A Journey into Excellence, INFN Gran Sasso National Laboratory. Part III
We continue our tour of the Gran Sasso Laboratory, which recently celebrated its thirtieth anniversary. After becoming acquainted with the place and meeting some of the people who work here, it is now time to learn about the experiments.
A vast warehouse of ideas and technologies
Accompanied by Augusto Goretti, we explore the three huge experimental halls of the facility, each with an area of about 2,000 square metres. These halls – which currently host about 15 experiments – look like a vast warehouse in which large containers are stored. The only indication that very sophisticated instruments are hidden inside these huge containers is the presence of complex systems and a few explanatory panels.
We walk past the LVD, able to detect neutrinos emitted by supernovae, designed by physicist Antonino Zichichi, former INFN President, who conceived the idea – almost forty years ago – of providing INFN with this underground laboratory.
We then stop to look at BOREXINO, which studies the way neutrinos coming from the Sun are produced. Considered one of the main achievements in physics in 2014, according to the journal Physics World, this experiment has made it possible for the first time to measure solar energy at the very moment of its generation.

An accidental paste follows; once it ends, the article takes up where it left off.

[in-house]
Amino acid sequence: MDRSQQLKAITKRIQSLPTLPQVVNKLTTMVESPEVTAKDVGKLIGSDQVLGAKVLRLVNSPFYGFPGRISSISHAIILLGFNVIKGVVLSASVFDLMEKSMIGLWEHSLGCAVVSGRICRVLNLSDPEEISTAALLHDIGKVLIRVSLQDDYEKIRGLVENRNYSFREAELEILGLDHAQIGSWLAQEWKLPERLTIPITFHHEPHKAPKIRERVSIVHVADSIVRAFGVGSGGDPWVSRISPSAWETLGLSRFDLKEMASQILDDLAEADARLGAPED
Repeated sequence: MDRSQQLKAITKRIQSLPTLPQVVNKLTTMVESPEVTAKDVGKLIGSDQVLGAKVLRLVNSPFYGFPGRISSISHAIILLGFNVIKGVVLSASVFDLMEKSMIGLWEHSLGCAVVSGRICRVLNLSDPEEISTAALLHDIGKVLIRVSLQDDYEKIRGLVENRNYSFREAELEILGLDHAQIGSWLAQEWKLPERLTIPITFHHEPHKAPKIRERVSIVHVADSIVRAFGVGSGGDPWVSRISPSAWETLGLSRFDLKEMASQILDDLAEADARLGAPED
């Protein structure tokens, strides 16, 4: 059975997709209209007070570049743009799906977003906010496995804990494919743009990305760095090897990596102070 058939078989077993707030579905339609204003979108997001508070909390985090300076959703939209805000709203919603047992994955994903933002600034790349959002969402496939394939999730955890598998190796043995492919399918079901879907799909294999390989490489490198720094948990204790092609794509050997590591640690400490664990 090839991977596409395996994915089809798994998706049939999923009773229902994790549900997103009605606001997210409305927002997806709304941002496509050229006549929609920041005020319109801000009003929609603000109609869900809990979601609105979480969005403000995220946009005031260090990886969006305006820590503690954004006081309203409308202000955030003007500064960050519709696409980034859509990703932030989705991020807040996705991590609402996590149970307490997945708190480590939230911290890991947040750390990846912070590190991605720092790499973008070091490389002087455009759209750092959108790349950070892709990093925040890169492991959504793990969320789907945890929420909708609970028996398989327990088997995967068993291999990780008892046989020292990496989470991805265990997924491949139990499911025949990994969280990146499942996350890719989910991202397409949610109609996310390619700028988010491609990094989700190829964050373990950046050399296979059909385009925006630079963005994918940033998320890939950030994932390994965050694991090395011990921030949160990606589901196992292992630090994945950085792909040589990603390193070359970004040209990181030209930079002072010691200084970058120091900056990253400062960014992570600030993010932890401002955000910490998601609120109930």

From dark matter to the nature of stars
But it is not just neutrinos here. The main topics of the experiments carried out at the Laboratory range from the nature of stars to the origin of the Universe, to the nature of dark matter.
The study of nuclear fusion reactions, for example, is the aim of LUNA, a powerful particle accelerator able to reproduce what happens deep in the heart of stars.
Another important focus of various experiments carried out here is dark matter, the existence of which has been confirmed by decades of astrophysical observations. Discovering the nature of this relevant portion of matter is one of the great questions in physics which scientists are trying to answer.
This challenge has been taken up, for example, by XENON, a large liquid xenon detector, first outpost for the search for possible collisions between atomic nuclei and WIMPs, the hypothetical weakly interacting particles which could make up dark matter. Another important research programme in this field is DarkSide, a new concept of ultrapure argon-based detector which uses highly innovative technologies.
Finally, DAMA, another experiment active at the Laboratory, has identified the only signal in the world that could be ascribed to dark matter.
(End of Part III…)